By Rachel Hennessey, Contributor
Rules – we’re all accustomed to living with them. They govern everything from the hospitals we were born in, to the homes we grew up in, to the schools we attend, to the jobs we hold.
Not even Ron Paul believes in doing away with rules altogether, but sometimes, it’s okay to break them.
After all, they’re human-designed and therefore imperfect. The key? Knowing when to do so.
Here are 5 situations when you can get away with breaking the rules:
1. When Supporting a Cause You Believe in
Someone who stands up for a cause or conviction can be regarded as a hero, a rebel or sometimes both. Take 12-year-old Michael Jestes, for example. Several members of the Jestes family dyed their hair pink earlier this month in honor of Breast Cancer Awareness Month. Jestes, who has two aunts currently battling the disease, had no intention of offending anyone when he broke his school’s “no hair dye” rule. The incident landed him in-school suspension and national attention. Although Jestes’ mother ultimately decided to shave his head so he could go back to school without jeopardizing his grades, his short-lived but bold gesture had impact, raising questions about first amendment rights.
2. When Dating
Trying to follow every rule in the dating handbook will surely drive you into trouble. We all have our own opinions about how to approach romance and when you jumble everyone’s advice together, the contradictions abound.
Examples of clashing dating guidelines that will confuse you:
- “Play hard to get” versus “Show the person how much you like him/her”
- “Just be yourself” versus “Be mysterious”
- “Don’t be too forward” versus “Make the first move”
- “Stop trying so hard” versus “Put in more effort”
- “Don’t date coworkers” versus “You won’t meet Mr./Ms. Right at a bar. I met my spouse at work.”
A disclaimer that should precede all dating 101 tips: “You’re going to have to break some of these rules.”
3. When Not Breaking a Rule Will Cause Someone Embarrassment
To mind one’s manners usually means not getting too personal with coworkers or acquaintances. But can there be exceptions? Let’s say the woman who sits in the cubicle next to you at work walks into the office with a button undone. It’s better to cross that awkward line and inform her, rather than let her unknowingly humiliate herself in front of clients only to go home at night and say “I wish someone had told me!”
The food-in-teeth dilemma, smudged lipstick syndrome, missing-a-belt-loop quandary and sliding toupee misfortune are similar predicaments. In such situations, we have to look deeply within ourselves and decide if compromising our manners might be worth it for the sake of another person. The deciding question: “Would I want someone to tell me?”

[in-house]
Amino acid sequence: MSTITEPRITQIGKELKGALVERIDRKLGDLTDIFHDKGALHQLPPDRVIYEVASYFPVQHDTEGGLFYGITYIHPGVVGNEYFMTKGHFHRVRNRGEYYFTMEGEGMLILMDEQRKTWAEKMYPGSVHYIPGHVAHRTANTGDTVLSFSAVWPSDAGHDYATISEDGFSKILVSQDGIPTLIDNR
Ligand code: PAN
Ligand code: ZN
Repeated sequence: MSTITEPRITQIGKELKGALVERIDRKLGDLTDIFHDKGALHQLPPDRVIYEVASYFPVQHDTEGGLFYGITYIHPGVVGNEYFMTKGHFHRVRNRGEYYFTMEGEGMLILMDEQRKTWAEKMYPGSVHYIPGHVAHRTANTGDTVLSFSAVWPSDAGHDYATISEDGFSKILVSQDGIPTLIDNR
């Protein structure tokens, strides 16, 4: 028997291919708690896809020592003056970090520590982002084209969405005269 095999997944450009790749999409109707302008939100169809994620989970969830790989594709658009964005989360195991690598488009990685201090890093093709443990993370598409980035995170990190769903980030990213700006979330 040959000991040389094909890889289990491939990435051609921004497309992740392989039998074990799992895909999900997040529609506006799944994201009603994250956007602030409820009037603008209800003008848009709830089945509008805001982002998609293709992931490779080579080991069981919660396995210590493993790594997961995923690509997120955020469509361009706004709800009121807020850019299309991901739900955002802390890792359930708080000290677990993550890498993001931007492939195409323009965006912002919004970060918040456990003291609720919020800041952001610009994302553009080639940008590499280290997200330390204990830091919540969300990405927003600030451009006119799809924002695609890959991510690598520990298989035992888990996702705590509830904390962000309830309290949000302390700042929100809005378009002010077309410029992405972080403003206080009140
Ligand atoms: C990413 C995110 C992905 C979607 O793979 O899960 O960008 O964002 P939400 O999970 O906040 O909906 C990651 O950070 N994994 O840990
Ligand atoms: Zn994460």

4. When Someone’s Safety/Health is at Risk
Ever been minding your own business on the highway when another car whips past you on the right? The only acceptable excuse for such rule-breaking is if that car’s occupants would be in more danger if the driver didn’t speed (i.e. they are in a rush to get to a hospital). So, if your son just broke a bone or if your wife is in labor, you may be able to justify aggressive driving. But if you’re late for work or in a rush to empty your bladder, please hold tight!
Perhaps you need a snack to get your mind off of the speeder who just passed you on the right. You pull up to the grocery store, walk in, and are already presented with a moral dilemma. Can you open the plastic container just to give those strawberries a quick examine before purchasing? It may not be allowed, but who wants to eat moldy berries? After all, if the store has held up its half of the bargain by keeping its produce fresh, you’ll buy them anyway. Break the rule and save your stomach.
5. When Writing
Grade school children who struggle in English class, rejoice! Writing can be more lenient than the textbooks suggest. This is not to say we should throw grammar out the window and start mixing up “there” with “they’re” with “their,” but if readers will be able to clearly understand the message you’re trying to get across, abiding by every single rule isn’t crucial.
Understand the proper way to write and then find your own style. Begin a sentence with “because” or “but” now and then. Write run-on sentences like Joyce or strikingly simple ones like Hemingway. Use colloquial vocabulary like Salinger that Microsoft Word will tell you doesn’t exist in the English language. Writing can be many things – a way to record information, a means of communication, a creative outlet or everything at once. Sometimes what you want to express just isn’t textbook-sanctioned, and that’s quite all right. Ya feel me?
The late American poet/professor Oliver Wendell Holmes may have said it best: “The young man knows the rules, but the old man knows the exceptions.”
The opinions expressed are solely those of the author and do not necessarily reflect the views of Comcast.